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Veerey Ki Wedding

While some filmmakers are striving to deliver excellence in different genres, brimming with content and revolutionising Indian cinema, there are some writers who find it difficult to break out of stereotypes. The latter are stuck in an era of boy-meets-girl, boy-fights-goons/father and boy-gets-girl. This is basically what director Asshu Trikha and writer Dilip Shukla’s Veerey Ki Wedding is all about. It is average, at best, despite some decent one-liners and comic scenes at regular intervals.

Delhi boy Veer (Pulkit Samrat) is the son of Prabhu Arora (Micky Makhija), a well-off businessman. Veer is also a self-proclaimed Robin Hood, who believes that the only answer to goons and eve teasers is punches and a whole lot of violence.

Geet (Kriti Kharbanda) is the daughter of a rich, sweet-shop owner, Gopi Bhalla (Satish Kaushik), in Delhi. Gopi is averse to violence and people who indulge in any kind of rabble-rousing. As Veer and Geet decide to take their relationship to the next level, i.e. marriage, Geet takes her boyfriend to meet her parents at a posh eatery.

Just then, Veer comes across an eve teaser. Unable to rein it in, his effort to teach him a lesson results in a public brawl. Disgusted with Veer’s conduct, Mr Bhalla dismisses the relationship at once. Meanwhile, Veer’s 35-year-old, ill-fated-in-love cousin, Balli (Jimmy Sheirgill), rushes to help him by threatening Geet’s father. This only fuels the turmoil in the couple’s life. Will they overcome the family drama? Can love conquer all? The answers form the crux of the story.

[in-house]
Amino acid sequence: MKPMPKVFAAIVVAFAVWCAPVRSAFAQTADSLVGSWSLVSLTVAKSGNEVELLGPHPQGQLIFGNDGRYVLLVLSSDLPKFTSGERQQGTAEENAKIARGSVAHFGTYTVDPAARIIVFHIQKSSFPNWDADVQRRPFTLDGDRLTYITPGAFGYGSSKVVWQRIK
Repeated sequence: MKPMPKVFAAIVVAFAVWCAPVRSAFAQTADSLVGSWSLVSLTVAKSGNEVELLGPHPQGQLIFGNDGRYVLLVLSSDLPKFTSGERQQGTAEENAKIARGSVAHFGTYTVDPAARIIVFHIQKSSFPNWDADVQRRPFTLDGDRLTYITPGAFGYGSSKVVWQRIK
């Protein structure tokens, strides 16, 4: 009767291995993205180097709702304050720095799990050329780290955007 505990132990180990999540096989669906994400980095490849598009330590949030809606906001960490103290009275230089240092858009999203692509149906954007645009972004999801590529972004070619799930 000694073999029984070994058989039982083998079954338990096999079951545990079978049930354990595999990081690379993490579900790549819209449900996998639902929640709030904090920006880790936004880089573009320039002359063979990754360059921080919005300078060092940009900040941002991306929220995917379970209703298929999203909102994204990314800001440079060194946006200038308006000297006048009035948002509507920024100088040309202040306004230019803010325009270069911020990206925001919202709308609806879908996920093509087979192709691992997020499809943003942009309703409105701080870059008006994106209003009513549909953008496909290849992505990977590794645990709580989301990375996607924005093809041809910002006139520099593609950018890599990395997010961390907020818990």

Director Asshu Trikha seems to have fabricated a gimmick with this film. Every character pops up randomly and abruptly and you never know what and who to expect at any point in time. Also, this love story has no twists. Other than heaps of Salman Khan-esque fight sequences and swagger, the hero doesn’t make any other effort to impress. This film is a marathon of overdramatic sequences filled with unnecessary characters. Worse, while some characters try to be funny, the others are straight out of a stereotypical Bollywood masala film, with a generous dose of slapstick humour.

The first half of the film proceeds quickly, establishing the crux of the story but it starts dropping after the interval. The film is far from a wedding entertainer.

The music is nothing to write home about. Talli tonight by Neha Kakkar, Deep Money and Meet Bros could turn out to be a good dance track.

Performance-wise, Pulkit Samrat has never been more all over the place in his career. He is so focused on swag that he makes little to no effort to actually act. Kriti Kharbanda looks beautiful and is good. Seasoned actor Satish Kaushik is funny as usual. Jimmy Sheirgill is amazing and a saving grace in terms of performance.


Verdict: Dud!

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